Has Wembley ever witnessed such a pathetic performance from a cup final winning side? I’m not sure, but either way, Liverpool squeezed their way past Cardiff in an incredible Carling Cup Final.

The Carling Cup is an old conundrum, isn’t it? Depending on whether your team are still in the competition or not, it’s either regarded as highly as the winning the World Cup or is disregarded as the worthless ‘Mickey Mouse’ Cup.

That’s just typical of the fickle supporters that tend to support sides that are challenging for such trophies, isn’t it? I don’t remember too many United fans referring to the Carling Cup as such an insignificant achievement when they beat us in the Cardiff final in 2006. Fast forward to this season though and their attitude is quite different.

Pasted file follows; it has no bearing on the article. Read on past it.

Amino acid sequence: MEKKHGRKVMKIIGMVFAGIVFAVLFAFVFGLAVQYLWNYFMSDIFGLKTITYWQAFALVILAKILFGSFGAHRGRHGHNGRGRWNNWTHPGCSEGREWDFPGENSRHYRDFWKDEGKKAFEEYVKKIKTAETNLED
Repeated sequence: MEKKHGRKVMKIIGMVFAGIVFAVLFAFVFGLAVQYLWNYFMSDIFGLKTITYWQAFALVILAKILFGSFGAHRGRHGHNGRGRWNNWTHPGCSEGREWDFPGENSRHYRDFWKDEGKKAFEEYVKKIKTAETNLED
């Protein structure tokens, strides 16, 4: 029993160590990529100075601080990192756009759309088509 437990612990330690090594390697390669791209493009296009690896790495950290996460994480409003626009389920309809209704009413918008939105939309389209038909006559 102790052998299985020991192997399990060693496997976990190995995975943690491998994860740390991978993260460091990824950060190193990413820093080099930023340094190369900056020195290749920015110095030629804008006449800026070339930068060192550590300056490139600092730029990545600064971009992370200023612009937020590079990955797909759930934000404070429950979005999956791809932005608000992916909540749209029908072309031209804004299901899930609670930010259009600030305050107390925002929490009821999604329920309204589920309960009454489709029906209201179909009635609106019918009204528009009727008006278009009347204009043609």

Alan Hansen clearly doesn’t see Liverpool’s triumph yesterday as a worthless piece of glory or an excuse for Liverpool to attempt to replicate older -and let’s face it- better glories. He’s suggested that this win could be a ‘significant moment in Liverpool’s history’. Of course it will Alan, just like Alan Shearer is a eloquant, profound and witty character whose bubbly personality lights up our television screens every weekend on Match of the Day. And don’t even get me started on Lawrenson.

It does speak volumes however, that a side containing players as pathetic and overrated as Jordan Henderson, Andy Carroll and Charlie Adam managed to win this trophy. It does suggest how lowly this competition must have been regarded by their bigger and better rivals.